"They're far more likely to get divorced themselves one day compared to those who grow up in unhappy, low-conflict marriages. They are far more likely to say they were alone a lot as children, to say they missed their fathers, to say they had to protect their mothers. They had more responsibility to care for younger siblings than those from intact families.

Some people might be surprised to hear that, because a prevailing attitude among some in recent years is, as one academic put it, "A good divorce or a good marriage-it matters not." Many experts have said, wrongly, that both situations are fine for kids."
My folks divorced when I was 21, and it affected me seriously. I don't see how anyone can deny what happens to the children when parents divorce. Human blindness is amazing to me.

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I'm No Fan of the United Nations, but...

In this Times (UK) story, this paragraph appears
"If as a parent I think faith is fundamental, why should I not be free to shape my child’s education according to a religious ethos rather than a secular ideology to which I don’t subscribe? This is precisely why Article 26 in the UN Charter of Human Rights guarantees parents the right to choose the kind of education their children receive."
Aren't liberals the ones who support the United Nations? Aren't liberals the ones who support forced public schools? There appears to be a conflict of interests here.

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Wednesday, March 22, 2006

SAT Test Scores Wrong

The SAT got several thousand test scores wrong. This was discovered when two (that's 2) students challenged the scores. It turns out that 27,000 scores were wrong on one test. How often has this happened and not been caught?

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More John Stossel on Education

John Stossel isn't done with the teacher's unions yet. But, of course, they aren't done with him either. Anytime someone makes such a high-profile show about education that doesn't tow the give-us-more-money-and-leave-us-alone line they are sure to get heat from the NEA and the AFT. I like the vouchers idea, but I'm not sure I would use the money for homeschooling. Anytime you take money from the government, there are strings attached. I'm not fond of strings.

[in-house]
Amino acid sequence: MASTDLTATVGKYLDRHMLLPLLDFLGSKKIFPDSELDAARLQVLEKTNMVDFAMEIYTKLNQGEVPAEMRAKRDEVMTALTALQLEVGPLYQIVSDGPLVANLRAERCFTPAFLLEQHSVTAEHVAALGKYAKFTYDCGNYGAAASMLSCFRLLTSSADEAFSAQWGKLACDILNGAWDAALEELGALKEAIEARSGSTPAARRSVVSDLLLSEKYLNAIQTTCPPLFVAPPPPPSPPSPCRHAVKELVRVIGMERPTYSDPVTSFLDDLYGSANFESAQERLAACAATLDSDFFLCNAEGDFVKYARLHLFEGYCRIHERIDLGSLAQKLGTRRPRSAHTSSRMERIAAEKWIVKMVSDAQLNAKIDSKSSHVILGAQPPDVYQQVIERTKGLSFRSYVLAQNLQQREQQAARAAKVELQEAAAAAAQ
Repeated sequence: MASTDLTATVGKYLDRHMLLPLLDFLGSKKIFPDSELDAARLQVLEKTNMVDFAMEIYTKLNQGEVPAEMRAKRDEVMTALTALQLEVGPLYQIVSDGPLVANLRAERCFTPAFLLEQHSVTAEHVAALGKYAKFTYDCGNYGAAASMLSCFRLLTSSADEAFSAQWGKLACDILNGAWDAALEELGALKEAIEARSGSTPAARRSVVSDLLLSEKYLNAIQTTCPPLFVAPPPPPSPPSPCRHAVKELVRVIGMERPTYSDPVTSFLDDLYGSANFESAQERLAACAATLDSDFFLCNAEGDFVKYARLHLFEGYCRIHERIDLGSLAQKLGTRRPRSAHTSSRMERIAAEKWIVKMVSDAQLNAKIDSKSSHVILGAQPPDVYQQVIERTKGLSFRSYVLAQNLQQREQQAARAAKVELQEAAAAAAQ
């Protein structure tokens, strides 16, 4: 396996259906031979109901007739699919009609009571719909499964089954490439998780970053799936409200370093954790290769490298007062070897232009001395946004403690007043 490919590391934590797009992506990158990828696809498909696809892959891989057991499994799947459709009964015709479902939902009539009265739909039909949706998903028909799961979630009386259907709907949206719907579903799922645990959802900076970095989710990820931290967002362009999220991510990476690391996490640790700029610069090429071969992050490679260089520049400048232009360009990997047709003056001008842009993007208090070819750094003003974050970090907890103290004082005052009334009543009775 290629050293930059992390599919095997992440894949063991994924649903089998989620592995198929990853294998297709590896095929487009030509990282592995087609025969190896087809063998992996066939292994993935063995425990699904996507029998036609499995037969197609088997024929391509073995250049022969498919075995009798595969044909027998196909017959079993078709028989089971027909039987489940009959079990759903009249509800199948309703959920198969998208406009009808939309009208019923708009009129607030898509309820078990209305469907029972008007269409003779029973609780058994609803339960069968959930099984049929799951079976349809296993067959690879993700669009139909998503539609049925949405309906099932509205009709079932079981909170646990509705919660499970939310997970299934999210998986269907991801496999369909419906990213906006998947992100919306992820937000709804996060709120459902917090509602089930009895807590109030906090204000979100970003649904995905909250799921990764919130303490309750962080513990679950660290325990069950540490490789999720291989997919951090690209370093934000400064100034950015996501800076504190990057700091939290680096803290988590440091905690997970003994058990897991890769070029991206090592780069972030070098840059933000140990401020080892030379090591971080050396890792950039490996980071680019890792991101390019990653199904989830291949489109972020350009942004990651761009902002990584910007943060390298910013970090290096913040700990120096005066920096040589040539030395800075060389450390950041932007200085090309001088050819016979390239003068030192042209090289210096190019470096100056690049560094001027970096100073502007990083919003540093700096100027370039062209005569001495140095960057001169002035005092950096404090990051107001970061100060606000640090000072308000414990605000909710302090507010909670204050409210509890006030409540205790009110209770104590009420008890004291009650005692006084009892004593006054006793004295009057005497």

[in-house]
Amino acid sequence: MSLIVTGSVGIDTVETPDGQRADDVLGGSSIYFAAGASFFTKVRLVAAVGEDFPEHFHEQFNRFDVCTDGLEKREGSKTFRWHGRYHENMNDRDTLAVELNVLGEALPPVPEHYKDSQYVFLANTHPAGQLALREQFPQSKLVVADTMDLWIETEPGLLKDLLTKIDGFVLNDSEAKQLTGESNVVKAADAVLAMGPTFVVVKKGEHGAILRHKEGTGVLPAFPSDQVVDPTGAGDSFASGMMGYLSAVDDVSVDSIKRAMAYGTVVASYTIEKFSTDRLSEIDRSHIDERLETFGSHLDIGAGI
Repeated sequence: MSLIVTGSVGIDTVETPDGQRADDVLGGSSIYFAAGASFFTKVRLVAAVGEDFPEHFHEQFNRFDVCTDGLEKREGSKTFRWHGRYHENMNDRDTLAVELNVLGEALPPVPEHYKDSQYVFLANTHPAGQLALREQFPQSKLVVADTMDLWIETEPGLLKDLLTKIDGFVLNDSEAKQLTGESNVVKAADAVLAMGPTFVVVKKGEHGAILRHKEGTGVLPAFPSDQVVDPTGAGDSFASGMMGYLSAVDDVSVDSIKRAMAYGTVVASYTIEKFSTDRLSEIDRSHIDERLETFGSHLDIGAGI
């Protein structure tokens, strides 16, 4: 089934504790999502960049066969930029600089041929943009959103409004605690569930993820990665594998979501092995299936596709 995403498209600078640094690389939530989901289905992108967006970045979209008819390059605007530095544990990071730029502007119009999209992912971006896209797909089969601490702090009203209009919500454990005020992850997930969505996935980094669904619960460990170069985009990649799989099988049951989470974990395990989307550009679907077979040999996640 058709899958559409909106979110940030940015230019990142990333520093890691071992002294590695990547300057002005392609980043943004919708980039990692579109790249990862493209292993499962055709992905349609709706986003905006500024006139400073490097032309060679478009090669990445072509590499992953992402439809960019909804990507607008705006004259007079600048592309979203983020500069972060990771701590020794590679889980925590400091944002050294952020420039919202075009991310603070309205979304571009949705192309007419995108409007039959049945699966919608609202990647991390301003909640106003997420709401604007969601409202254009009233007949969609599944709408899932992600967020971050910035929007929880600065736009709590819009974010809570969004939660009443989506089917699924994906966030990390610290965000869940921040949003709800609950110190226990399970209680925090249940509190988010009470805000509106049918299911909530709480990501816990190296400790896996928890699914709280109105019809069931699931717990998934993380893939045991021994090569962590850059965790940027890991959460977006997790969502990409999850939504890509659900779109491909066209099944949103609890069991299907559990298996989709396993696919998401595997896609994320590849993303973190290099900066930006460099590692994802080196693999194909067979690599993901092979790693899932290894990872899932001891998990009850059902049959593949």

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Fathers are Important

Kathleen Parker has noted a trend in the New York Times, and it is a sad one. It appears as if modern culture thinks that Fathers are optional. There are many reasons for this, but how long can society go with dads not being around for the kids? A dad helps complete the parenting, keeps strong-willed children in line, and teaches boys how to be men. There are so many unfortunate families where dad is taken out of the picture by death or illness, but why force him out? Or as some women are choosing, not even have him around to begin with?
"These are sad stories that reveal symptoms of a diseased culture in which human relationships have no moral content and children are treated as accessories to adult lives. Yet, these trends are portrayed as the latest gosh-gee fashions.

A society in which women are alone, men are lonely, and children don't have fathers is nothing to celebrate."

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Monday, March 20, 2006

What is Education and Liberal Learning in the Renaissance

Suzanne Fieldswrites today in TownHall about Rediscovering the Renaissance.
"What's astonishing in these revived texts is how they testify to the changes in attitudes toward what we should learn. The humanist writers saw the study of art and literature as necessary for teaching virtue and building character...Petrarch might have been writing about politically correct professors when he observed that the more educated men become, the more aggressively perverse they become. It was more important to Petrarch to be a man of character than a learned man."
Harvard UP is actually reprinting sellections from the Italian Renaissance that discuss the purpose of Education. And it isn't jobs, which is what Spunky is fond of saying.

There is also some controversy over Gideons giving kids Bibles -- of course. Read about it at CT Weblog

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Joyeux Noël

Another movie reviewed by Christianity Today that I want to see. Joyeux Noël


Carnival of Kid Comedy #2

The second Carnival of Kid Comedy is up over at Life in a Shoe. I've even got one of mine there.

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Friday, March 17, 2006

Interesting Links for St. Patrick's Day

First, Laura Hirschfeld Hollis, Maybe it isn't the teachers; maybe it's you. Ms. Hollis writes that part of the problem with public schools is the parents. There are a good number of lousy parents and they raise lousy kids.
"When I say that "parents aren't being parents," I mean that in the most basic sense: children come to school not properly fed; their clothes aren't clean; no one makes them do their homework or go to bed at a decent hour each night; there is no discipline or organization (and children desperately need both)."
I have several friends who are school teachers. One who teaches kindergarten had a student throw a desk at her. In kindergarten.

And from Why HomeSchool, a link over to Friends of Dave and his argument that Testing does help students retain info.

And now for something completely different, Gene Weingarten writes about a guy who will send messages to the afterlife for you.


Wednesday, March 15, 2006

A Couple of Columnists on Education

First, John Stossell responds to the Teacher's Union.
"[T]hey wanted me to go into a school and teach for a week. "Teach, John, teach!" they chanted. I wasn't expecting that ."